In helping our people to grasp this elementary truth, the movement of children and young people can and must play an indispensible role. The growing generation must inculcate in their elders ­ above all, in their parents and teachers ­ the idea that children and adolescents have a right to free development. Relations between generations must therefore be built solely on the basis of mutual recognition of rights. But our official pedagogy categorically rejects such confidence in natural development. In practice it assumes that man is sinful from birth, just like the official church of state Christianity, especially during the Inquisition. The only difference is that the church sought to ‘save souls’ while our pedagogy ‘educates’ and ‘reeducates.’ But it is well known that if you tell a person over and over again that he is a pig, then he will believe it and start to snort. So let us not be insulted! We won’t snort, of course, but we have the right to respond to distrust in like fashion.

Parents are obliged to respect the rights of their children, to treat them as equals, and categorically renounce all authoritarianism, compulsion, and punishment! All punishment suppresses the personality, oppresses the individual, and trains him to be a slave. It generates the fetishism of so-called parental power, the right of the strong over the weak. It strengthens inequality of rights. For if a husband must not beat or punish his wife for her infractions, then by what right do parents dare to beat and punish their children?! In addition, as many specialists have demonstrated, suppression of the child’s personality, beatings, and punishments cause neurosis, psychological trauma, and in some cases mental illness. They cause stress and torment that lead thousands of children and adolescents to commit suicide in our country every year. (According to certain figures that we managed to obtain from trustworthy sources, in the RSFSR alone at least 1,800 children a year under 14 years of age kill themselves.) Probably at least half of these suicides, and perhaps well over half, are caused by family conflicts, by children being misunderstood by their elders, by punitive pedagogy, oppression, and injustice on the part of parents. And if to this we add to conflicts with teachers, the police, psychiatrists, and so on, we find that at least 90 percent of child and adolescent suicides lie on the conscience of adults! As a result of punitive pedagogy, many minors end up not only in psychiatric prisons but sometimes in the cemetery!

In addition, families, schools, and children’s institutions are not legislative or judicial bodies, and only the latter have the right to punish anyone, and only in accordance with law. After all, we are supposed to be moving toward a state based on law. The young generation must also make its contribution to this cause. The family and the school, parents and teachers cannot and must not perform the functions of the police, KGB, places of imprisonment ­ in general, of the punitive agencies of the state. Children can and must reject all punishments, refuse to submit to them, demonstratively ignore them, rise up against them, and explain to adults why they are harmful.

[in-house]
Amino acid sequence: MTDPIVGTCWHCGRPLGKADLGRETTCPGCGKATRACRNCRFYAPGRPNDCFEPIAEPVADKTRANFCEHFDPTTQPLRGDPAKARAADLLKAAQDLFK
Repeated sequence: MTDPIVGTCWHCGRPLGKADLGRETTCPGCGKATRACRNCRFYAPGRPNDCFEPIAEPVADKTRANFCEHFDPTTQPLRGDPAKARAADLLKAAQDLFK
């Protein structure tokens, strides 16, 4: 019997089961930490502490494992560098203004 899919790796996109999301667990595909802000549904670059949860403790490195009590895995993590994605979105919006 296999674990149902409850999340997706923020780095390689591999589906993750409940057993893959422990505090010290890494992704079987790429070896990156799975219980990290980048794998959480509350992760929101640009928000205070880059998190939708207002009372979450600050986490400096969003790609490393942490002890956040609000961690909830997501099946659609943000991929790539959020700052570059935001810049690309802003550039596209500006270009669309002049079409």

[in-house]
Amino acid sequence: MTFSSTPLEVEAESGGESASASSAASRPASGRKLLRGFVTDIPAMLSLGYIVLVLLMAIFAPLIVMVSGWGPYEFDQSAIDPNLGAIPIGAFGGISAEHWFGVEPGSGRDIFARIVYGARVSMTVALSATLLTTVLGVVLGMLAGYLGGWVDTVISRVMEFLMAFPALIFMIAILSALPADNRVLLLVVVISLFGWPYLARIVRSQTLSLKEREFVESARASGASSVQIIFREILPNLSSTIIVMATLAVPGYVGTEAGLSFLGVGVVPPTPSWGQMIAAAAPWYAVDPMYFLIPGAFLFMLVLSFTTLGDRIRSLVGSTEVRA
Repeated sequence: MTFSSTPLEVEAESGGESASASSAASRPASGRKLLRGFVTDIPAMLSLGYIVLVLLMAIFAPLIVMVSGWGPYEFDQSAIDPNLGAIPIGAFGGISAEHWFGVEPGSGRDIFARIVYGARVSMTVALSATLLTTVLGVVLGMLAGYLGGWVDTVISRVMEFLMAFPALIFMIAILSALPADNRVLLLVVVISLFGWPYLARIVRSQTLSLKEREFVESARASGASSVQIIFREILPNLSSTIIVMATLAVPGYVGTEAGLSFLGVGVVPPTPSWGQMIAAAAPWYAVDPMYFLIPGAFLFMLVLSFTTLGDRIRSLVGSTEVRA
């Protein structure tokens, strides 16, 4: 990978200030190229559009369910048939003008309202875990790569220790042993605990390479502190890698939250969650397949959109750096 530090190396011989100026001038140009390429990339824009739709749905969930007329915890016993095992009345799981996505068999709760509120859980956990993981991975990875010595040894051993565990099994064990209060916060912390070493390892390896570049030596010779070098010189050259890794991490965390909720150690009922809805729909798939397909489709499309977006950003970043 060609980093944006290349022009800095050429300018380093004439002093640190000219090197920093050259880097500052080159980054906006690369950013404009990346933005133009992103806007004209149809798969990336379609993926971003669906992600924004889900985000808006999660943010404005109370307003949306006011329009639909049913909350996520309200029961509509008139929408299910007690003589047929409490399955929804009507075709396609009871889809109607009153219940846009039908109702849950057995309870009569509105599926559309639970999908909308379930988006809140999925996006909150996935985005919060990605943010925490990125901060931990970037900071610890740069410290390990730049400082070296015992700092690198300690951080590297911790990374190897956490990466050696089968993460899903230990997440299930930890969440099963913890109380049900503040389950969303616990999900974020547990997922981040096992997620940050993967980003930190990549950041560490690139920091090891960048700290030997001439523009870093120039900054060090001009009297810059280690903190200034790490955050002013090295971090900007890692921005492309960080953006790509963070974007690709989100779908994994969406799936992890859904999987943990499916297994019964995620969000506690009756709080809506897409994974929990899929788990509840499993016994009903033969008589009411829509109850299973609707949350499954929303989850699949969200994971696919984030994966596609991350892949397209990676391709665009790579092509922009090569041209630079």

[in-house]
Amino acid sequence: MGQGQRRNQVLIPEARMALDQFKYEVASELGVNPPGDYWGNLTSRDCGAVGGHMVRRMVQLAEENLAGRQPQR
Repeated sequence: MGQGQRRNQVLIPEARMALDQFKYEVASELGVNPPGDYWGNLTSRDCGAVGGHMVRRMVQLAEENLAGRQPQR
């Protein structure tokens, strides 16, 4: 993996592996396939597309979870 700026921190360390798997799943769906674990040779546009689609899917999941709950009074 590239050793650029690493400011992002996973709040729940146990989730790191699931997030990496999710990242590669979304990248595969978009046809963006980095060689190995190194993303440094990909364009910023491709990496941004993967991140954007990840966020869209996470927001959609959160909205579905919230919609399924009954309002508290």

Human rights in general ­ including, of course, the rights of children and adolescents ­ must be firmly and reliably protected and guaranteed. It stands to reason that we consider sacred our right to make friends with whoever we wish, to return home when we like, to dress as we like, and, finally, to engage in sex freely and in accordance with our own wishes. Our right to read whatever books we like and listen to whatever music we like, not to wear an idiotic school uniform. All these, in the final analysis, are elementary norms of democracy. Let no one ever dare to deny anyone their democratic rights and freedoms!

In general, democracy also, alas, is often understood too narrowly. Even ancient Athenian democracy, which was exceptionally advanced and progressive for its time, gave no political rights to women, the young generation, or slaves, practically excluding these categories from its sphere of action ­ although, to be fair, it should be noted that even for these categories of people life was easier under even such a ‘democracy’ than it was under other forms of government.

But let us not forget that even in democracies the position of women and children under the patriarchal yoke has often hardly differed from that of slaves. Such were slave-owning democracies. Before the civil war slavery existed quite officially in the democratic USA (as it did in many Latin American republics), and right up to the end of the 1960s and beginning of the 1970s many states still officially restricted rights on the basis of race and maintained racial segregation similar to apartheid in South Africa. And the Great French Revolution, in proclaiming the Declaration of the Rights of Man and Citizen, by no means extended all these rights to women, the ‘colored’ population of the colonies, or men below a very respectable age. And it was only in the 18th and early 19th century that civilized Europe got round to adopting laws that granted equal rights to Jews. Russia did so only after the February Revolution, but it should be noted that even the program of the Decembrists contained a point concerning the expulsion of all Jews from Russia and the creation for them of a national state in Asia. There was no trace of any recognition of the right of nations to self-determination or of the equal rights of the sexes; mention was made, however, of the establishment of a revolutionary dictatorship. And yet the Decembrists are considered democrats of a sort.